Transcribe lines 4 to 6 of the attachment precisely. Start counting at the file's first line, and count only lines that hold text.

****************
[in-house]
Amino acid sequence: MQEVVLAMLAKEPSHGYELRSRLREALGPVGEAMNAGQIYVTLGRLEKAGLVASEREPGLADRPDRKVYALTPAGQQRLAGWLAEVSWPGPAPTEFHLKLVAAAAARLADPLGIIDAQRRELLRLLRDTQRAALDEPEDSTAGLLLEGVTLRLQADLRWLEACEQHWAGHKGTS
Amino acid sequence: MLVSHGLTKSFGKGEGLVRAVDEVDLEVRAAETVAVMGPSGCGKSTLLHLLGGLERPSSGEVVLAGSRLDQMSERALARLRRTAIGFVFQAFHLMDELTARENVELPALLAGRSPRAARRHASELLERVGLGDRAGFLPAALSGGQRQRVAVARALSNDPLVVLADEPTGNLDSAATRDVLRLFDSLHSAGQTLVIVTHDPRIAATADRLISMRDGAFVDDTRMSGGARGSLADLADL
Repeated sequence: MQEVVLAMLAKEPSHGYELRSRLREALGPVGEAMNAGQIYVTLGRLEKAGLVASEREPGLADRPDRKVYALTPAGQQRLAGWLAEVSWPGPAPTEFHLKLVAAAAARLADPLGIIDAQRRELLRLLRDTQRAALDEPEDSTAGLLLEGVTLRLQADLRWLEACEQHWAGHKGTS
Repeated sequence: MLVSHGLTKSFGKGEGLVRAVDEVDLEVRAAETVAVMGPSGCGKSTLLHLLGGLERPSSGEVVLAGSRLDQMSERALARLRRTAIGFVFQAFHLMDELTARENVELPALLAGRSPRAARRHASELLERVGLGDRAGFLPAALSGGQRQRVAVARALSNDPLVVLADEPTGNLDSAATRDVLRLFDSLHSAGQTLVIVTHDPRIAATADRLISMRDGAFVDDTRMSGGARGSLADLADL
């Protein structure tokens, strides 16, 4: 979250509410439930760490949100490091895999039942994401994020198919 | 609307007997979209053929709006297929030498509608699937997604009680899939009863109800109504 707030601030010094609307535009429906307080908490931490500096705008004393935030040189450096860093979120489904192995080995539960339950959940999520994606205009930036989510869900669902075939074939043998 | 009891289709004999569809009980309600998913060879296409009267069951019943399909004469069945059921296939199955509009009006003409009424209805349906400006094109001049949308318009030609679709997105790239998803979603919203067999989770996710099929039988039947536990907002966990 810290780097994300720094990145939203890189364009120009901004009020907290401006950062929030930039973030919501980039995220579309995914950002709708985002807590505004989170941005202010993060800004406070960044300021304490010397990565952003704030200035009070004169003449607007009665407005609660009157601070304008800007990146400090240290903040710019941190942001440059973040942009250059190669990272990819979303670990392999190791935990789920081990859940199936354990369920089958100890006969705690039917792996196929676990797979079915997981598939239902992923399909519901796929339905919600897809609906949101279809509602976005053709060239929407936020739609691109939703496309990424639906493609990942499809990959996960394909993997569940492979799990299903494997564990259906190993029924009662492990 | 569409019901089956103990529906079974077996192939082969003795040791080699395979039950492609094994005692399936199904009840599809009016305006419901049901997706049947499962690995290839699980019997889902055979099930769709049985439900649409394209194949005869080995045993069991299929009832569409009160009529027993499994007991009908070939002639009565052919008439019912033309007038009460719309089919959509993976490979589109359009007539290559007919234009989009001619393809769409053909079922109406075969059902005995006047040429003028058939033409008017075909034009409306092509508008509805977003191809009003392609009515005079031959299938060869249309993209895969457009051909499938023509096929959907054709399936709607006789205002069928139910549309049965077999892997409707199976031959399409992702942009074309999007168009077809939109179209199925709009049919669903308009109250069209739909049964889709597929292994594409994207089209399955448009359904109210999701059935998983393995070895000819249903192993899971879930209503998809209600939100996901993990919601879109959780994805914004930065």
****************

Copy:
Repeated sequence: MQEVVLAMLAKEPSHGYELRSRLREALGPVGEAMNAGQIYVTLGRLEKAGLVASEREPGLADRPDRKVYALTPAGQQRLAGWLAEVSWPGPAPTEFHLKLVAAAAARLADPLGIIDAQRRELLRLLRDTQRAALDEPEDSTAGLLLEGVTLRLQADLRWLEACEQHWAGHKGTS
Repeated sequence: MLVSHGLTKSFGKGEGLVRAVDEVDLEVRAAETVAVMGPSGCGKSTLLHLLGGLERPSSGEVVLAGSRLDQMSERALARLRRTAIGFVFQAFHLMDELTARENVELPALLAGRSPRAARRHASELLERVGLGDRAGFLPAALSGGQRQRVAVARALSNDPLVVLADEPTGNLDSAATRDVLRLFDSLHSAGQTLVIVTHDPRIAATADRLISMRDGAFVDDTRMSGGARGSLADLADL
């Protein structure tokens, strides 16, 4: 979250509410439930760490949100490091895999039942994401994020198919 | 609307007997979209053929709006297929030498509608699937997604009680899939009863109800109504 707030601030010094609307535009429906307080908490931490500096705008004393935030040189450096860093979120489904192995080995539960339950959940999520994606205009930036989510869900669902075939074939043998 | 009891289709004999569809009980309600998913060879296409009267069951019943399909004469069945059921296939199955509009009006003409009424209805349906400006094109001049949308318009030609679709997105790239998803979603919203067999989770996710099929039988039947536990907002966990 810290780097994300720094990145939203890189364009120009901004009020907290401006950062929030930039973030919501980039995220579309995914950002709708985002807590505004989170941005202010993060800004406070960044300021304490010397990565952003704030200035009070004169003449607007009665407005609660009157601070304008800007990146400090240290903040710019941190942001440059973040942009250059190669990272990819979303670990392999190791935990789920081990859940199936354990369920089958100890006969705690039917792996196929676990797979079915997981598939239902992923399909519901796929339905919600897809609906949101279809509602976005053709060239929407936020739609691109939703496309990424639906493609990942499809990959996960394909993997569940492979799990299903494997564990259906190993029924009662492990 | 569409019901089956103990529906079974077996192939082969003795040791080699395979039950492609094994005692399936199904009840599809009016305006419901049901997706049947499962690995290839699980019997889902055979099930769709049985439900649409394209194949005869080995045993069991299929009832569409009160009529027993499994007991009908070939002639009565052919008439019912033309007038009460719309089919959509993976490979589109359009007539290559007919234009989009001619393809769409053909079922109406075969059902005995006047040429003028058939033409008017075909034009409306092509508008509805977003191809009003392609009515005079031959299938060869249309993209895969457009051909499938023509096929959907054709399936709607006789205002069928139910549309049965077999892997409707199976031959399409992702942009074309999007168009077809939109179209199925709009049919669903308009109250069209739909049964889709597929292994594409994207089209399955448009359904109210999701059935998983393995070895000819249903192993899971879930209503998809209600939100996901993990919601879109959780994805914004930065």